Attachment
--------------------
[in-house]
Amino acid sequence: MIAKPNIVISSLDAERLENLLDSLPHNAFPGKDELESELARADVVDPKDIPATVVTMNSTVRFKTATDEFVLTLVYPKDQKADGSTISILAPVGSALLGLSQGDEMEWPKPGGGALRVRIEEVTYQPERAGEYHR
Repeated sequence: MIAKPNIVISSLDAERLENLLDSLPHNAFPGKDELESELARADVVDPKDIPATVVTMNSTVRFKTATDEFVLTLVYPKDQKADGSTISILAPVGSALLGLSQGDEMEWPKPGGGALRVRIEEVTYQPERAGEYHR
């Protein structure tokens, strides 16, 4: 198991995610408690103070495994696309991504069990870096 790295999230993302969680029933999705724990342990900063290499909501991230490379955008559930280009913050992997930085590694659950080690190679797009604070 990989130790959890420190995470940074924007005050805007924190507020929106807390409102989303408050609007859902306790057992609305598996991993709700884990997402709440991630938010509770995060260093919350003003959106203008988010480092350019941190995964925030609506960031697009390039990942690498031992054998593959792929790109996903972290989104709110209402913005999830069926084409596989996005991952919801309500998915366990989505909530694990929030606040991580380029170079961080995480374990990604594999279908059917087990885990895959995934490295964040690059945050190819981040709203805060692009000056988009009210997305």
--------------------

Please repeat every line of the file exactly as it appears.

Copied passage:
[in-house]
Amino acid sequence: MIAKPNIVISSLDAERLENLLDSLPHNAFPGKDELESELARADVVDPKDIPATVVTMNSTVRFKTATDEFVLTLVYPKDQKADGSTISILAPVGSALLGLSQGDEMEWPKPGGGALRVRIEEVTYQPERAGEYHR
Repeated sequence: MIAKPNIVISSLDAERLENLLDSLPHNAFPGKDELESELARADVVDPKDIPATVVTMNSTVRFKTATDEFVLTLVYPKDQKADGSTISILAPVGSALLGLSQGDEMEWPKPGGGALRVRIEEVTYQPERAGEYHR
């Protein structure tokens, strides 16, 4: 198991995610408690103070495994696309991504069990870096 790295999230993302969680029933999705724990342990900063290499909501991230490379955008559930280009913050992997930085590694659950080690190679797009604070 990989130790959890420190995470940074924007005050805007924190507020929106807390409102989303408050609007859902306790057992609305598996991993709700884990997402709440991630938010509770995060260093919350003003959106203008988010480092350019941190995964925030609506960031697009390039990942690498031992054998593959792929790109996903972290989104709110209402913005999830069926084409596989996005991952919801309500998915366990989505909530694990929030606040991580380029170079961080995480374990990604594999279908059917087990885990895959995934490295964040690059945050190819981040709203805060692009000056988009009210997305």